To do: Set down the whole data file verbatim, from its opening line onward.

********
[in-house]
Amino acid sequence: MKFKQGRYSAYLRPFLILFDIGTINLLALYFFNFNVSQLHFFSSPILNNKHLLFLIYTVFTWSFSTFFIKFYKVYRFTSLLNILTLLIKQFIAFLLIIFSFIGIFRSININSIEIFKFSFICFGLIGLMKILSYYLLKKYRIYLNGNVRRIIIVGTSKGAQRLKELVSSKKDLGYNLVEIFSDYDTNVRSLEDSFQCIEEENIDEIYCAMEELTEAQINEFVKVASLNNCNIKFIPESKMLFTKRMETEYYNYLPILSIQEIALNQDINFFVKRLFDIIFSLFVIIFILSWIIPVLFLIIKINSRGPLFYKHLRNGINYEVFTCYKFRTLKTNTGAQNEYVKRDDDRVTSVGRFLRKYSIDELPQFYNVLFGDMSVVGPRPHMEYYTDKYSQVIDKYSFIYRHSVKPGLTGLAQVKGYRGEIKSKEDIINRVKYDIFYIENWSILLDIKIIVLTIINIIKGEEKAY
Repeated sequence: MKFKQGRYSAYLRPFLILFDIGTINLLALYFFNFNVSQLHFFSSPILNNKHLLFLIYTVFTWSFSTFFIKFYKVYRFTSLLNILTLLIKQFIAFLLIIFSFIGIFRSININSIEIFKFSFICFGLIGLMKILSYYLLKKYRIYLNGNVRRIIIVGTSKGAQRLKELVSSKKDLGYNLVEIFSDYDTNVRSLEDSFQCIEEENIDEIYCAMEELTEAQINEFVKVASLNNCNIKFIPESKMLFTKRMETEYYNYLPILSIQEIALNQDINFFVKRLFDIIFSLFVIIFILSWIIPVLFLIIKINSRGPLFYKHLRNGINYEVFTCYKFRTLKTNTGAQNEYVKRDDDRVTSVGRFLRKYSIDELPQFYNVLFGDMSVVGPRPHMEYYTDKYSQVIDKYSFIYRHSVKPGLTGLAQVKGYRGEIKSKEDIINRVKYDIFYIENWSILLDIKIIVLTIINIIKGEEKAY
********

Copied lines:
[in-house]
Amino acid sequence: MKFKQGRYSAYLRPFLILFDIGTINLLALYFFNFNVSQLHFFSSPILNNKHLLFLIYTVFTWSFSTFFIKFYKVYRFTSLLNILTLLIKQFIAFLLIIFSFIGIFRSININSIEIFKFSFICFGLIGLMKILSYYLLKKYRIYLNGNVRRIIIVGTSKGAQRLKELVSSKKDLGYNLVEIFSDYDTNVRSLEDSFQCIEEENIDEIYCAMEELTEAQINEFVKVASLNNCNIKFIPESKMLFTKRMETEYYNYLPILSIQEIALNQDINFFVKRLFDIIFSLFVIIFILSWIIPVLFLIIKINSRGPLFYKHLRNGINYEVFTCYKFRTLKTNTGAQNEYVKRDDDRVTSVGRFLRKYSIDELPQFYNVLFGDMSVVGPRPHMEYYTDKYSQVIDKYSFIYRHSVKPGLTGLAQVKGYRGEIKSKEDIINRVKYDIFYIENWSILLDIKIIVLTIINIIKGEEKAY
Repeated sequence: MKFKQGRYSAYLRPFLILFDIGTINLLALYFFNFNVSQLHFFSSPILNNKHLLFLIYTVFTWSFSTFFIKFYKVYRFTSLLNILTLLIKQFIAFLLIIFSFIGIFRSININSIEIFKFSFICFGLIGLMKILSYYLLKKYRIYLNGNVRRIIIVGTSKGAQRLKELVSSKKDLGYNLVEIFSDYDTNVRSLEDSFQCIEEENIDEIYCAMEELTEAQINEFVKVASLNNCNIKFIPESKMLFTKRMETEYYNYLPILSIQEIALNQDINFFVKRLFDIIFSLFVIIFILSWIIPVLFLIIKINSRGPLFYKHLRNGINYEVFTCYKFRTLKTNTGAQNEYVKRDDDRVTSVGRFLRKYSIDELPQFYNVLFGDMSVVGPRPHMEYYTDKYSQVIDKYSFIYRHSVKPGLTGLAQVKGYRGEIKSKEDIINRVKYDIFYIENWSILLDIKIIVLTIINIIKGEEKAY